Lincoln’s Log 11-11-12
“Therefore he [Judas Maccabeus] made atonement for the dead, that they might be delivered from their sin.” (2 Mac 12:45)
“Let us not hesitate to help those who have died and to offer our prayers for them.”
St. John Chrysostom
This week we celebrated the feast of All Soul’s day, a day when we pray for all those who have died. At our parishes we have “Remembering Services” and spend time thinking about our loss, our mortality, and our eternal destiny.
Why do we pray for the dead? On one level, it is simply instinct. When someone we love has died, we miss them and long to talk to them. There is a void in our soul. Something is missing and we are incomplete, so we reach out with our thoughts and words to connect with the person who is gone.
Sometimes we are afraid. The reality of death comes home to us when we are confronted personally by the death of someone we love. This fear can move us to cry out to God. We don’t know exactly what happens after death. It is a mystery to us so we try to reach out beyond the mystery and connect.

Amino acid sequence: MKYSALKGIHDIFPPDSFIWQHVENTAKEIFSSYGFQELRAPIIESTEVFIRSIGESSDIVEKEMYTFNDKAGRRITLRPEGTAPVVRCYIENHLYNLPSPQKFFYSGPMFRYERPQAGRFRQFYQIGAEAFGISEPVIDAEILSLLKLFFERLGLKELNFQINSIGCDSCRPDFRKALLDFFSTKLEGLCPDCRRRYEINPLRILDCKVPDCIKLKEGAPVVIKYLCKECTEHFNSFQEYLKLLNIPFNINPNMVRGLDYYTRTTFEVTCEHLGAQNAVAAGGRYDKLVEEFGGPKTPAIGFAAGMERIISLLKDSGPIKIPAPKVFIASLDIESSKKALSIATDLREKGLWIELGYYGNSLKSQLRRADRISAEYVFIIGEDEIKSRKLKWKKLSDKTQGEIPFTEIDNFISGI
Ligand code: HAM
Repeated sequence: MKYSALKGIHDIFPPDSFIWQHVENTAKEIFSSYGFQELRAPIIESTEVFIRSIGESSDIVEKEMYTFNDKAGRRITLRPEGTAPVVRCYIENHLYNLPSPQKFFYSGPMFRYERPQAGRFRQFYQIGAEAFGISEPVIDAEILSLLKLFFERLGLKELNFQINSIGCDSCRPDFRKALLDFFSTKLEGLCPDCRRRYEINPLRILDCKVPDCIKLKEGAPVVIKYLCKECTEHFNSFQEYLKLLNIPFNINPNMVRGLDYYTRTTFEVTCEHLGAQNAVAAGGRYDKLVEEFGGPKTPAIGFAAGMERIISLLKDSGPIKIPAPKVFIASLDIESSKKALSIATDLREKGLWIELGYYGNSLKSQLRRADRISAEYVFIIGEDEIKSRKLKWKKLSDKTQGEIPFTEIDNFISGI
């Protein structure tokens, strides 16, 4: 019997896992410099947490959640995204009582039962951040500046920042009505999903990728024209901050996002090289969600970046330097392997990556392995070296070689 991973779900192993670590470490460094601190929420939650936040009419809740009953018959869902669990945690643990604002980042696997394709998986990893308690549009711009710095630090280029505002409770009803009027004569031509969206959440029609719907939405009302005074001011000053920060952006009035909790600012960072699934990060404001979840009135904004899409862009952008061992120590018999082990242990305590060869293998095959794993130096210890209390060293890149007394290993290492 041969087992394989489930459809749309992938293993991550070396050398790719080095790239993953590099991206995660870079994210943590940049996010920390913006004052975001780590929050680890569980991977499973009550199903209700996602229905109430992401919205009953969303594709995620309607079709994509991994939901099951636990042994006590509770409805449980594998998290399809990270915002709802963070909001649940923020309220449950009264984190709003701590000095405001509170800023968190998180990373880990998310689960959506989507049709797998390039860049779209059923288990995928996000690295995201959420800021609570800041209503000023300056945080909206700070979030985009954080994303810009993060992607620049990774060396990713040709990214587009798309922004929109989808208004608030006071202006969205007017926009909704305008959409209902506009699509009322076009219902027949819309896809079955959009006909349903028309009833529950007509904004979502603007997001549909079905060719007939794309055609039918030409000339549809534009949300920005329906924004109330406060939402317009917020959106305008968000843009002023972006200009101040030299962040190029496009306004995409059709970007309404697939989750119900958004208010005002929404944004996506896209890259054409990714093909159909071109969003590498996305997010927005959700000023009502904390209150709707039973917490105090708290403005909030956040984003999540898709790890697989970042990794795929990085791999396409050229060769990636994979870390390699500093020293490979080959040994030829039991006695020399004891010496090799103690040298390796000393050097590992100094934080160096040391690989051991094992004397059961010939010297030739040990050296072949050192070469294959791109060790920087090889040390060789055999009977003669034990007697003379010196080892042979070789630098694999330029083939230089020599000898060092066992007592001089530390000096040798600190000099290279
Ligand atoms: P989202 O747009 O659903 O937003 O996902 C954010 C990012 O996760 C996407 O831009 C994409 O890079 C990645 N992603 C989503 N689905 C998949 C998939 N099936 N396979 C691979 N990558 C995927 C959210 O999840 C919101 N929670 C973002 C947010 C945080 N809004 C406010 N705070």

On a purely human level, fear and loss lead us to pray for the dead.
But there is more to it than that. There is more than psychology. The fundamental reason that Catholics pray for the dead is because of love. We know that “neither death, nor life, nor any other creature will be able to separate us fro the love of God in Christ Jesus our Lord” (Rom. 8:38). Love conquers all. Death does not have the power to end a relationship of love.
Just as we would pray for someone during their lifetime, we can pray for them after death. We are motivated by love. The mystery of death is conquered by the mystery of love.
This month, as we continue to pray for the dead in a special way, let’s always remember that it is love’s victory over death that is at the root of all of our prayers for the dead.
Lincoln A. Wood